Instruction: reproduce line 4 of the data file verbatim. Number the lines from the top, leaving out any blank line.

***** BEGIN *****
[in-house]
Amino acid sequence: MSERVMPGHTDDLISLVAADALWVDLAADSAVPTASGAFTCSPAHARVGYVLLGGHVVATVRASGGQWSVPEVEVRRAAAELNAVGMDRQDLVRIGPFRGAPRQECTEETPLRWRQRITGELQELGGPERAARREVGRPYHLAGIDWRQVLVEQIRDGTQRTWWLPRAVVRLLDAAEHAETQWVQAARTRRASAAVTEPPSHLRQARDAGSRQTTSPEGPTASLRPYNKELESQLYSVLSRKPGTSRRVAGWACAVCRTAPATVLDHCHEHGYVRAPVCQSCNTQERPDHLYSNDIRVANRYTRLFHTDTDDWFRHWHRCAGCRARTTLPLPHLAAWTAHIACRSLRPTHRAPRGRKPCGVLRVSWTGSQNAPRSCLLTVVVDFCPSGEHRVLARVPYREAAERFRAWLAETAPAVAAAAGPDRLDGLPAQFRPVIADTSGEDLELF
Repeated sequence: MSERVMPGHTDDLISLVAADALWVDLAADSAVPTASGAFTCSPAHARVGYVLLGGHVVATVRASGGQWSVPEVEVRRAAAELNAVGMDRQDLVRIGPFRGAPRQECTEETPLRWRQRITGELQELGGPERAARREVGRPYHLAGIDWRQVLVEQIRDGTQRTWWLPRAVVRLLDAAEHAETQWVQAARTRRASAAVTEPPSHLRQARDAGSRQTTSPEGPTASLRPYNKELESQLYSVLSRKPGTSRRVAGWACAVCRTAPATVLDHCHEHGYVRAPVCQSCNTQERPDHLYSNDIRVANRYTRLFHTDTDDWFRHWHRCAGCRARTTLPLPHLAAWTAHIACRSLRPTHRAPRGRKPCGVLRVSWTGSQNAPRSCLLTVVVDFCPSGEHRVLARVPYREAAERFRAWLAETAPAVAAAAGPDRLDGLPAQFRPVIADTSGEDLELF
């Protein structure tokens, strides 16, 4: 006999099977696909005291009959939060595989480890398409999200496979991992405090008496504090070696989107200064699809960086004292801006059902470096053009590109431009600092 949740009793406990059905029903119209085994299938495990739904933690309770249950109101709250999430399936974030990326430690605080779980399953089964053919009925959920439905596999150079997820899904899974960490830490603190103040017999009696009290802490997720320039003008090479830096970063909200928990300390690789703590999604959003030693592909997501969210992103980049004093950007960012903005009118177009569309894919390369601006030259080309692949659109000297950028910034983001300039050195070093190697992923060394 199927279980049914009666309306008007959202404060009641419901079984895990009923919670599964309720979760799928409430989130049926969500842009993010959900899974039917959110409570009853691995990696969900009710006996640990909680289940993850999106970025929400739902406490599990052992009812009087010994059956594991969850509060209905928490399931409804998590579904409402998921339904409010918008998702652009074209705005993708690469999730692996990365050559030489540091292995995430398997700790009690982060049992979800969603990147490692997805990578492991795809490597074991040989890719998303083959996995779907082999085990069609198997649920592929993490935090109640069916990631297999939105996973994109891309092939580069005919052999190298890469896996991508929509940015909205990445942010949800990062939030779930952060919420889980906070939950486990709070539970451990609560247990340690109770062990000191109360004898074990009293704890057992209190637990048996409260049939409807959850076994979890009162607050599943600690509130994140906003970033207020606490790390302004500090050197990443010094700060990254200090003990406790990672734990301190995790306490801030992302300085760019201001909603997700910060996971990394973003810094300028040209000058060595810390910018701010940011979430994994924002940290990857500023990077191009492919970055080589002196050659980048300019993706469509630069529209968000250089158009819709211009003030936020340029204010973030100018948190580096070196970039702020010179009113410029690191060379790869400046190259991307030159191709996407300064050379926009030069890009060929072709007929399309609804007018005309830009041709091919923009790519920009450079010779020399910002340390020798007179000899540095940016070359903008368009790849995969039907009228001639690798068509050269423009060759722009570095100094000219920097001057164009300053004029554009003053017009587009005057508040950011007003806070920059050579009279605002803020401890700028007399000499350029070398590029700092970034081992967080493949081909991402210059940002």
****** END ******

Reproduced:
């Protein structure tokens, strides 16, 4: 006999099977696909005291009959939060595989480890398409999200496979991992405090008496504090070696989107200064699809960086004292801006059902470096053009590109431009600092 949740009793406990059905029903119209085994299938495990739904933690309770249950109101709250999430399936974030990326430690605080779980399953089964053919009925959920439905596999150079997820899904899974960490830490603190103040017999009696009290802490997720320039003008090479830096970063909200928990300390690789703590999604959003030693592909997501969210992103980049004093950007960012903005009118177009569309894919390369601006030259080309692949659109000297950028910034983001300039050195070093190697992923060394 199927279980049914009666309306008007959202404060009641419901079984895990009923919670599964309720979760799928409430989130049926969500842009993010959900899974039917959110409570009853691995990696969900009710006996640990909680289940993850999106970025929400739902406490599990052992009812009087010994059956594991969850509060209905928490399931409804998590579904409402998921339904409010918008998702652009074209705005993708690469999730692996990365050559030489540091292995995430398997700790009690982060049992979800969603990147490692997805990578492991795809490597074991040989890719998303083959996995779907082999085990069609198997649920592929993490935090109640069916990631297999939105996973994109891309092939580069005919052999190298890469896996991508929509940015909205990445942010949800990062939030779930952060919420889980906070939950486990709070539970451990609560247990340690109770062990000191109360004898074990009293704890057992209190637990048996409260049939409807959850076994979890009162607050599943600690509130994140906003970033207020606490790390302004500090050197990443010094700060990254200090003990406790990672734990301190995790306490801030992302300085760019201001909603997700910060996971990394973003810094300028040209000058060595810390910018701010940011979430994994924002940290990857500023990077191009492919970055080589002196050659980048300019993706469509630069529209968000250089158009819709211009003030936020340029204010973030100018948190580096070196970039702020010179009113410029690191060379790869400046190259991307030159191709996407300064050379926009030069890009060929072709007929399309609804007018005309830009041709091919923009790519920009450079010779020399910002340390020798007179000899540095940016070359903008368009790849995969039907009228001639690798068509050269423009060759722009570095100094000219920097001057164009300053004029554009003053017009587009005057508040950011007003806070920059050579009279605002803020401890700028007399000499350029070398590029700092970034081992967080493949081909991402210059940002």